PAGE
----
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Altman Weil, a leading legal consulting firm, has just published this year’s “Law Firms in Transition Survey,” its eighth such survey since it started gathering data from law firms large and small. For those considering becoming a lawyer and for those who are already in private practice, its results are sobering. Experienced lawyers will likely not find its conclusions revelatory. Those disenchanted with the state of our discipline will find sufficient support for the proposition that we have evolved (or devolved, depending on one’s point of view) from a profession to a business. And, as a business, there is ample evidence to be anxious about its future.

The designers of the survey made a serious attempt to arrive at valid conclusions. Managing partners and chairs at 798 U.S. law firms with 50 or more lawyers were contacted; 386 firms (48 percent) including 50 percent of the 350 largest U.S. law firms and 50 percent of the AmLaw 200 participated.

One subheading dramatically concludes that there exists an “Oversupply of Lawyers; Decreasing Demand for [Legal] Services.” Ominously, the survey states, “Decreasing demand for legal services is endemic in the profession.” The majority of responding firms report that neither equity partners nor nonequity partners are sufficiently busy. In 25 percent of the firms, associates don’t have full workloads. Too many lawyers are chasing too few clients.

That the business of lawyering would be in distress in these times of relative economic plenty was reasonably to have been foreseen. Our business clients understand that to survive in the marketplace, they must squeeze every bit of cost-saving from producing and delivering their goods or services at a competitive price. The best of these clients run lean. Most law firms do not.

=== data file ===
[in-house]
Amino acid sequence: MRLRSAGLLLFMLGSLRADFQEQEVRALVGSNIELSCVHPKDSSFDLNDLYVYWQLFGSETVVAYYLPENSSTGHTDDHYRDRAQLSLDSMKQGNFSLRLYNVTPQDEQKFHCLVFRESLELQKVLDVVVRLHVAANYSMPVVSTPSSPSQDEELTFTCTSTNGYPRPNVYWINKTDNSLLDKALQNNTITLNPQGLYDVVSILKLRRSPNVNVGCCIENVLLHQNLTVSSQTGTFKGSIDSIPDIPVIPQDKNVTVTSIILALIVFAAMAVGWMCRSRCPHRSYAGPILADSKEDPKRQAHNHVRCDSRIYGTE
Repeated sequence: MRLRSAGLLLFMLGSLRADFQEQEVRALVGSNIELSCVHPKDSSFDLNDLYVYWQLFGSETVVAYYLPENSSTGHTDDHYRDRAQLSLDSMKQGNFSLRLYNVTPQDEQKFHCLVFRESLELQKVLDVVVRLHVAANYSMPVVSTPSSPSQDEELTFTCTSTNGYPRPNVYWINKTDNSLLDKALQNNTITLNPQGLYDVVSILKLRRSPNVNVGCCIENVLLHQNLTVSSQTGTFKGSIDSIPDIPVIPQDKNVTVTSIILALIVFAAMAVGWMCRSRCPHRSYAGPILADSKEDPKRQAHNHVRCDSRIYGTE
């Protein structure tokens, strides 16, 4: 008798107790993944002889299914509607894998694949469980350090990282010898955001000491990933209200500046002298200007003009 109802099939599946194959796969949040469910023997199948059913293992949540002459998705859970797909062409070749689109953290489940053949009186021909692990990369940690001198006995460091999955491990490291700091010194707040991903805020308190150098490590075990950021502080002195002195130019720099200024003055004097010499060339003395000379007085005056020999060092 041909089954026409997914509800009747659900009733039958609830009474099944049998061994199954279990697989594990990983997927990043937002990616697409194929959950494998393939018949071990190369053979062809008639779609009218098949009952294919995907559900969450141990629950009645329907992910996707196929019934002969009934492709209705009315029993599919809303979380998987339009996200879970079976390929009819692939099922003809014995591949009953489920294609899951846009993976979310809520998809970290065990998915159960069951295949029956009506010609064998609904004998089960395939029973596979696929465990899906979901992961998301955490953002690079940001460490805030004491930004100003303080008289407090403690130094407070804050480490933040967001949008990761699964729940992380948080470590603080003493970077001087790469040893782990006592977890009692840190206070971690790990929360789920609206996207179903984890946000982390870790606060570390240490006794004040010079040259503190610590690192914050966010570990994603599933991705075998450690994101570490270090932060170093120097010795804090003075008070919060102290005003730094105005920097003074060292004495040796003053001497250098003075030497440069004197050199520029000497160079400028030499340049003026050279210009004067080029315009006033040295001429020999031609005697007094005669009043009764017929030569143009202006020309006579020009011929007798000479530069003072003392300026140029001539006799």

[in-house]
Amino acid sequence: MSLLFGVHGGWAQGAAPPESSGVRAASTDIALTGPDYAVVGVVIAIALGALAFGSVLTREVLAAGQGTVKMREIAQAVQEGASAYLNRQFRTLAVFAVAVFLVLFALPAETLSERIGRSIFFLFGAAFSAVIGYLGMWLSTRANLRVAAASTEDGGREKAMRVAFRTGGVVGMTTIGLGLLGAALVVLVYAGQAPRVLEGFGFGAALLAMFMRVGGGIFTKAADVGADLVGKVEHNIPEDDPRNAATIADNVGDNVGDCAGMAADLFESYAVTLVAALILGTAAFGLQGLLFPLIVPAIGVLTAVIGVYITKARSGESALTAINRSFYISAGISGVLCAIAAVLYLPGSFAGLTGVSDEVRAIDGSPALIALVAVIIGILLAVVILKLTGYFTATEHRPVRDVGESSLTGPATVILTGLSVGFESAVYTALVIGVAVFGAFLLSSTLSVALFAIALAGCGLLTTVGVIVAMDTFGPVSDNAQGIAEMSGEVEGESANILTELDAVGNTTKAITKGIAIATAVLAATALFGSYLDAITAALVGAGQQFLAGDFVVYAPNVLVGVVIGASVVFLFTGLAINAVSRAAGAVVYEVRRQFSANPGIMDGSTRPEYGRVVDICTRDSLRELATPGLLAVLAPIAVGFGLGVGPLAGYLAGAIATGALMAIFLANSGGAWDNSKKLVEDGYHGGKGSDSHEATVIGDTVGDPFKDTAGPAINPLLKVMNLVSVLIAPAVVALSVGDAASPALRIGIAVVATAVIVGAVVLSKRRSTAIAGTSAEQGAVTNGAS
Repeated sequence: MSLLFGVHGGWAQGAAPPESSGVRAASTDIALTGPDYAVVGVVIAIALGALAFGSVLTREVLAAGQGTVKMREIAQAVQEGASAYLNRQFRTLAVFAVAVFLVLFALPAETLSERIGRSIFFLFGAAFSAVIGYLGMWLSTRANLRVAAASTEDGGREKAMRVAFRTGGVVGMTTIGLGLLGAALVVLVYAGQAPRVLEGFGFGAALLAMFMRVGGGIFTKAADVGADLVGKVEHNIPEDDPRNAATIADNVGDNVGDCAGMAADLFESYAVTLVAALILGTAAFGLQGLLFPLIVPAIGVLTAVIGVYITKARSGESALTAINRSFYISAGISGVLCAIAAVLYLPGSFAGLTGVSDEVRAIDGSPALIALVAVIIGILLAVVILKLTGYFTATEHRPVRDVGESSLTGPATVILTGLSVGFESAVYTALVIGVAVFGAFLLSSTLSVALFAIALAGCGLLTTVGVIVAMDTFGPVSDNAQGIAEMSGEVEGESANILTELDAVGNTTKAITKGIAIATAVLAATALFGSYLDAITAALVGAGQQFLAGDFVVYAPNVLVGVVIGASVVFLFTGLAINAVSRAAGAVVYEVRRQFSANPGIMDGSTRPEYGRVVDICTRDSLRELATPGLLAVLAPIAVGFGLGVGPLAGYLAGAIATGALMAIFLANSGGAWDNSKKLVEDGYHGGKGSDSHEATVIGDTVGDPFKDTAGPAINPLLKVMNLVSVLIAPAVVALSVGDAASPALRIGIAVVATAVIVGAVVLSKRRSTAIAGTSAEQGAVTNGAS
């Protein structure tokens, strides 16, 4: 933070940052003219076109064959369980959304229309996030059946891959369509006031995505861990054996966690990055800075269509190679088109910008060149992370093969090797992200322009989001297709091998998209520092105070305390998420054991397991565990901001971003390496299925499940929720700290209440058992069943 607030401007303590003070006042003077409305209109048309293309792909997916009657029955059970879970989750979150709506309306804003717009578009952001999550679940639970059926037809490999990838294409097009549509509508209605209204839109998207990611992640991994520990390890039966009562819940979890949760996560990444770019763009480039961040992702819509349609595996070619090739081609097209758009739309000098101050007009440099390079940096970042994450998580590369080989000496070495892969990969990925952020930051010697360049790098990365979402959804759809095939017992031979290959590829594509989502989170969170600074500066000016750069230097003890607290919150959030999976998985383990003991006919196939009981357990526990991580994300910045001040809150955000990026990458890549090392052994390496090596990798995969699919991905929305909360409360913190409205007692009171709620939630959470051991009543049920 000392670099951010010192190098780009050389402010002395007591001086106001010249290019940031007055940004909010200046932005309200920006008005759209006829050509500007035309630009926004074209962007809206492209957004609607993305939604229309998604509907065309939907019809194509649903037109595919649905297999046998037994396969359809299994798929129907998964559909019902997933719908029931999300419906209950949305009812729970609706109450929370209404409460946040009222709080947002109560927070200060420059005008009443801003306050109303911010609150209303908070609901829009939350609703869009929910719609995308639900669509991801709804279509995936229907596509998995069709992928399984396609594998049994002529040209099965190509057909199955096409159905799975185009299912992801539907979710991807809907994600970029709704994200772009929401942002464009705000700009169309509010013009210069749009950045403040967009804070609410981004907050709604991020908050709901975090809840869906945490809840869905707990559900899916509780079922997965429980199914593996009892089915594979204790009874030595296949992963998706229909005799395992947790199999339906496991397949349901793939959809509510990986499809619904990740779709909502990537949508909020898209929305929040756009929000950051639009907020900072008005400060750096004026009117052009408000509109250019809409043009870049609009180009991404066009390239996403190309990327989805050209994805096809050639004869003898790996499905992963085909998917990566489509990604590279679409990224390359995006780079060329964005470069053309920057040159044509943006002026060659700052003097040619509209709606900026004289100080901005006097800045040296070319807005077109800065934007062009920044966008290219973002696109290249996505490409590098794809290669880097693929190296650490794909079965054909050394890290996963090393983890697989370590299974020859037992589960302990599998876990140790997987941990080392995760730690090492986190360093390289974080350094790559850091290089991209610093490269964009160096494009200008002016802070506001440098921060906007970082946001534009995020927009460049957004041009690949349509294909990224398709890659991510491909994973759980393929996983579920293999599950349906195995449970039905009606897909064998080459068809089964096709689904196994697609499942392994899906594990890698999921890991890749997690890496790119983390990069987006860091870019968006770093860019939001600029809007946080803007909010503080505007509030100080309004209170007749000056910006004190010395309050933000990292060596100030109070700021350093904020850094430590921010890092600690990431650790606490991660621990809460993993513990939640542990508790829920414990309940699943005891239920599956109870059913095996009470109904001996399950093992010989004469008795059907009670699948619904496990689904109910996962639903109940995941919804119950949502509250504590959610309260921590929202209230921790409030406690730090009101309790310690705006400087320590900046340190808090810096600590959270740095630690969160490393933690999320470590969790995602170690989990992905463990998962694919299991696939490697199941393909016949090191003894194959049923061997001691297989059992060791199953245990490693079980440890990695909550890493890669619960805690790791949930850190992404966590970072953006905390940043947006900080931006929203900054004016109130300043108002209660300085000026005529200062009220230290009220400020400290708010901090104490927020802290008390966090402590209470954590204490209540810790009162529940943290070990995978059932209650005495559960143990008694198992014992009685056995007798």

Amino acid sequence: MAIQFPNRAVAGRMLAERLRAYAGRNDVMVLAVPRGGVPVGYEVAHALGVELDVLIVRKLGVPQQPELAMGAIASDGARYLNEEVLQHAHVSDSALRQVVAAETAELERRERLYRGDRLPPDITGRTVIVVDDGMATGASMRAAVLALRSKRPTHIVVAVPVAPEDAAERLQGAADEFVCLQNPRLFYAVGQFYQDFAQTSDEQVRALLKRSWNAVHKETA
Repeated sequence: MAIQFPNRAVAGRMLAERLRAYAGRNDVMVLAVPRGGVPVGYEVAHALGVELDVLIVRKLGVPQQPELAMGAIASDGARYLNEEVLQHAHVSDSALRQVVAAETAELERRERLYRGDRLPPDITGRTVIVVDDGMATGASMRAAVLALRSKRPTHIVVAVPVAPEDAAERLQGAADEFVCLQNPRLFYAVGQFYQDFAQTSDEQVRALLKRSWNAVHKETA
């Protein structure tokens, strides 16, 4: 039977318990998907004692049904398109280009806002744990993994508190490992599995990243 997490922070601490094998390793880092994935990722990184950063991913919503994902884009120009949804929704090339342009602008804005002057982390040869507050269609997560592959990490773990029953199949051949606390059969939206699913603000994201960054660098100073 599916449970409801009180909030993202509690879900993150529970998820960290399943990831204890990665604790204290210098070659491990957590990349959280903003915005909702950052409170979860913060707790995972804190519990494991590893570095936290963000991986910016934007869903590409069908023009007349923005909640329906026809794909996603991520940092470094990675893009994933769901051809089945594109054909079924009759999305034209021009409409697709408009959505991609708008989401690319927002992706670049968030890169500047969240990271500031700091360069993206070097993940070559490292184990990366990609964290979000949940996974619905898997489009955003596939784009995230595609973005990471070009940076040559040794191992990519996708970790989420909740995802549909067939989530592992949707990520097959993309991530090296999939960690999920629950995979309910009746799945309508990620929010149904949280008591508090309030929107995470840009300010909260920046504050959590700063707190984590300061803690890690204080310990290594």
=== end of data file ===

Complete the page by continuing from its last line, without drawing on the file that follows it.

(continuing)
While, the survey points out that 94 percent of responding firms report that they intend to focus on practice efficiency, 49 percent report they have not significantly changed their approach to their delivery of legal services. We speculate that lawyer inertia—resistance to change—is one cause. The survey supports that conclusion: 65 percent of law firm leaders say partners resist most change efforts, and 56 percent say most partners are unaware of what they may do differently. Lawyers are simply untrained in the discipline of growing a business. Courses on how to grow a law practice and how to manage that growth are rarely to be found on a law school’s course offerings.

Another significant contributing factor to this diminution of demand for legal services is that, in many specialties, we are unable or unwilling to provide satisfaction at a reasonable price. Bloat is part of the reason. In litigation, for example, gross inefficiencies are frozen into our Rules of Civil Procedure. There are too many requirements to generate paper or to travel to the courthouse when a mere phone call or teleconference will do. Doing it the way we have always done it has priced us out of the market. We have not had a dramatic multidisciplinary approach to overhauling the rules since 1969.

Unreasonable and unpunished contentiousness on the part of lawyers inflates the cost of litigation. Fierce competition and unreasonable expectations of what a lawyer ought to earn put pressure on partners and associates to produce billable hours. To resolve an impediment to resolution, a telephone call rather than a motion may earn a lawyer less in the short term, but will attract more clients in the long run. We are supposed to be client–centric. We were taught that putting our clients first distinguishes us from businesspersons. Too many of us have forgotten that lesson.

Although we live in an increasingly contentious world, we—as the professionals we present ourselves to be—are supposed to be more clinical in our representation. One would think that in this disruptive climate, there would be a greater, not a lesser, demand for legal services. We must innovate to bring about a quality result at a lower cost. Streamlining the processes we use to resolve disputes is one way. We can and must do much, much better.